How conflicting information and recommendations about complementary medicine are resolved vary depending on the individuals involved and the patients particular situation.

This is an excellent time to apply the decision making framework SCOPED (Module Four). This recommendation is based on SCOPED's ability to help you balance YOUR personal goals with YOUR values and beliefs as you carefully consider the available evidence, possible benefits, and potential risks (including the amount of risk you are comfortable with) of the complementary medicine therapy or therapies you are considering, all in the context of your particular situation. This often makes the choice much clearer to the patient, and provides avenues for creating a solution. It also may bring options forward that may not have been identified before.

An example of conflict: Ron's dilemma

Ron will soon begin treatment for prostate cancer. He has consulted a naturopath in the past, and returns for a consultation because he wants to ensure cancer is stopped. The naturopath creates a short and long term plan, and wants to start boosting his immune system with:

  • "SuperImmune 7-IV" during his chemotherapy to help limit "damage" from chemotherapy and keep him healthy.
  • Ron's oncologist is concerned that several of the natural health products in "SuperImmune 7-IV" will interfere with the chemotherapy, preventing a full effect.

Ron deals with conflict by using SCOPED. He finds out there is not much evidence about whether the natural health product will interfere with his chemotherapy. He decides, however that he does not want to risk possibly making his conventional treatment less effective.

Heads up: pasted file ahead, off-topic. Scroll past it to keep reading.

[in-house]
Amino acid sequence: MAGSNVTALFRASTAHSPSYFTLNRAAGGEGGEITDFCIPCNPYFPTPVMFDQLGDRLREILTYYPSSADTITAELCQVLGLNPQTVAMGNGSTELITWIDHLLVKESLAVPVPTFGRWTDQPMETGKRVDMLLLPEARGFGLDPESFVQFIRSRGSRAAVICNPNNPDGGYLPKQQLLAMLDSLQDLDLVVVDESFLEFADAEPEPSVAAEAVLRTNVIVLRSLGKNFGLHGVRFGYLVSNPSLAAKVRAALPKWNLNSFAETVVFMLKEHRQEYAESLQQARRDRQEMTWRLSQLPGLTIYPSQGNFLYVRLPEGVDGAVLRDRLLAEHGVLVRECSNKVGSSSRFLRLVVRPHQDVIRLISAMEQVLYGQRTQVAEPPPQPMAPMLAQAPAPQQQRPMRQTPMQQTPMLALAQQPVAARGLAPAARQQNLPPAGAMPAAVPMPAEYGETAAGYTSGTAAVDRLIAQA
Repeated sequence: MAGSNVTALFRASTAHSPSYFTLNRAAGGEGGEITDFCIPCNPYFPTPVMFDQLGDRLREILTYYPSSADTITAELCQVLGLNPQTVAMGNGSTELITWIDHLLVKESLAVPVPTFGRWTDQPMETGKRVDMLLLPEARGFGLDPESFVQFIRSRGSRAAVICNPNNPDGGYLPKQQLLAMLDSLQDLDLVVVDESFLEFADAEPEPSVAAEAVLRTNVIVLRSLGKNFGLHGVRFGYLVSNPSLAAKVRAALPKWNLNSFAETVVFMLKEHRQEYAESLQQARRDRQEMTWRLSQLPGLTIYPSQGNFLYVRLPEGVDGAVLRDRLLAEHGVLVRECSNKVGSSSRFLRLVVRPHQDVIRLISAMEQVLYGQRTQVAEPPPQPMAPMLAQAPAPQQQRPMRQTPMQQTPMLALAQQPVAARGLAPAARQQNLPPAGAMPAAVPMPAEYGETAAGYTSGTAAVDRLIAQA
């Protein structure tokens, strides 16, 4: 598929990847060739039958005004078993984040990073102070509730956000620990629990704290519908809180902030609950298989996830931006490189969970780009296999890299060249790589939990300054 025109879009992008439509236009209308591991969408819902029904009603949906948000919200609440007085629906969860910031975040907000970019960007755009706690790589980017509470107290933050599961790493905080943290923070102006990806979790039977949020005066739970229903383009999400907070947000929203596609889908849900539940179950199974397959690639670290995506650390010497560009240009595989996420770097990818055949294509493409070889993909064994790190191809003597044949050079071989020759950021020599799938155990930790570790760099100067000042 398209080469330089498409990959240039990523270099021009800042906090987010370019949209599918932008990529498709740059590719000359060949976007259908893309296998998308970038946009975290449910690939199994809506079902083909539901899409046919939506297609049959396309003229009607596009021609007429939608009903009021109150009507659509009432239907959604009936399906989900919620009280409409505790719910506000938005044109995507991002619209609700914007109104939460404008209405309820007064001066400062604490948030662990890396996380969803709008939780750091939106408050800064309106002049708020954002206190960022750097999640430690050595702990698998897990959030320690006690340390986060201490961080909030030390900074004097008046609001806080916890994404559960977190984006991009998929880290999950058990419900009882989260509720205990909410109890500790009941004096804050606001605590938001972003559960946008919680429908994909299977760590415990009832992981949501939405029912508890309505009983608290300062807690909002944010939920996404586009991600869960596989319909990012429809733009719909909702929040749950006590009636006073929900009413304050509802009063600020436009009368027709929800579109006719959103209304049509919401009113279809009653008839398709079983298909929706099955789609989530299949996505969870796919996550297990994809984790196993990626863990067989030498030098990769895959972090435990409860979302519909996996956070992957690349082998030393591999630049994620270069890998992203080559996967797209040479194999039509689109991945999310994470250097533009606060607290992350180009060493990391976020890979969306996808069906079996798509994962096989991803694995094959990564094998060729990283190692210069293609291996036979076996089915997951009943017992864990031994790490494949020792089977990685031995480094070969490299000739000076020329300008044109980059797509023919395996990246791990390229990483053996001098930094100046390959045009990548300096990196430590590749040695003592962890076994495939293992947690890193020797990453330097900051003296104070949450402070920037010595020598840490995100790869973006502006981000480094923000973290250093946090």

Through using the SCOPED process, he clearly articulated his goals (cure his cancer, prevent recurrence, and minimize nausea and fatigue), and approached both his naturopath and his oncologist to find other solutions that were more specific to his needs.

He found some complementary medicine options that his oncologist has agreed can be used during and post treatment for managing nausea and fatigue if they arise as well as learned more about the available anti-nausea medication. He has developed a long term health plan in collaboration with his naturopath to help minimize recurrence. As part of the health plan he is also considering yoga taught by his naturopath as part of a new focus on increasing exercise and reducing stress.


  1. Robinson A, McGrail MR. Disclosure of CAM use to medical practitioners: a review of qualitative and quantitative studies. Complementary Therapies in Medicine. 2004;12(2–3):90-98
  2. NICM (opens in a new window)